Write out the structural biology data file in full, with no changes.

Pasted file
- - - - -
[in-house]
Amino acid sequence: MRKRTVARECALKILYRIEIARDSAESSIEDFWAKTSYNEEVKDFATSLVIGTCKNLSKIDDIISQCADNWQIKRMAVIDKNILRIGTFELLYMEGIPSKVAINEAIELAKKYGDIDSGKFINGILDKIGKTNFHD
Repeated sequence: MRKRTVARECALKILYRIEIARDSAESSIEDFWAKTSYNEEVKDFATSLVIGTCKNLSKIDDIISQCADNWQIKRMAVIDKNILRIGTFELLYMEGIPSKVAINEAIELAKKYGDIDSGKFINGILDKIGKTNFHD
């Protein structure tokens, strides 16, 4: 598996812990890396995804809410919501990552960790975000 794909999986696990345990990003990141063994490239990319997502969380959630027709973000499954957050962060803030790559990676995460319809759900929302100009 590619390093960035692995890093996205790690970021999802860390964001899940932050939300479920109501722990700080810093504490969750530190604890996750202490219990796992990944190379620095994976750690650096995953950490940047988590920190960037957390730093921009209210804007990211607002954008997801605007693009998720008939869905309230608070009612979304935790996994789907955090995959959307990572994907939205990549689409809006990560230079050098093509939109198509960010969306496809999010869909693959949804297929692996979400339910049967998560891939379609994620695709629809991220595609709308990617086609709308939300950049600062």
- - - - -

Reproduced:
[in-house]
Amino acid sequence: MRKRTVARECALKILYRIEIARDSAESSIEDFWAKTSYNEEVKDFATSLVIGTCKNLSKIDDIISQCADNWQIKRMAVIDKNILRIGTFELLYMEGIPSKVAINEAIELAKKYGDIDSGKFINGILDKIGKTNFHD
Repeated sequence: MRKRTVARECALKILYRIEIARDSAESSIEDFWAKTSYNEEVKDFATSLVIGTCKNLSKIDDIISQCADNWQIKRMAVIDKNILRIGTFELLYMEGIPSKVAINEAIELAKKYGDIDSGKFINGILDKIGKTNFHD
């Protein structure tokens, strides 16, 4: 598996812990890396995804809410919501990552960790975000 794909999986696990345990990003990141063994490239990319997502969380959630027709973000499954957050962060803030790559990676995460319809759900929302100009 590619390093960035692995890093996205790690970021999802860390964001899940932050939300479920109501722990700080810093504490969750530190604890996750202490219990796992990944190379620095994976750690650096995953950490940047988590920190960037957390730093921009209210804007990211607002954008997801605007693009998720008939869905309230608070009612979304935790996994789907955090995959959307990572994907939205990549689409809006990560230079050098093509939109198509960010969306496809999010869909693959949804297929692996979400339910049967998560891939379609994620695709629809991220595609709308990617086609709308939300950049600062």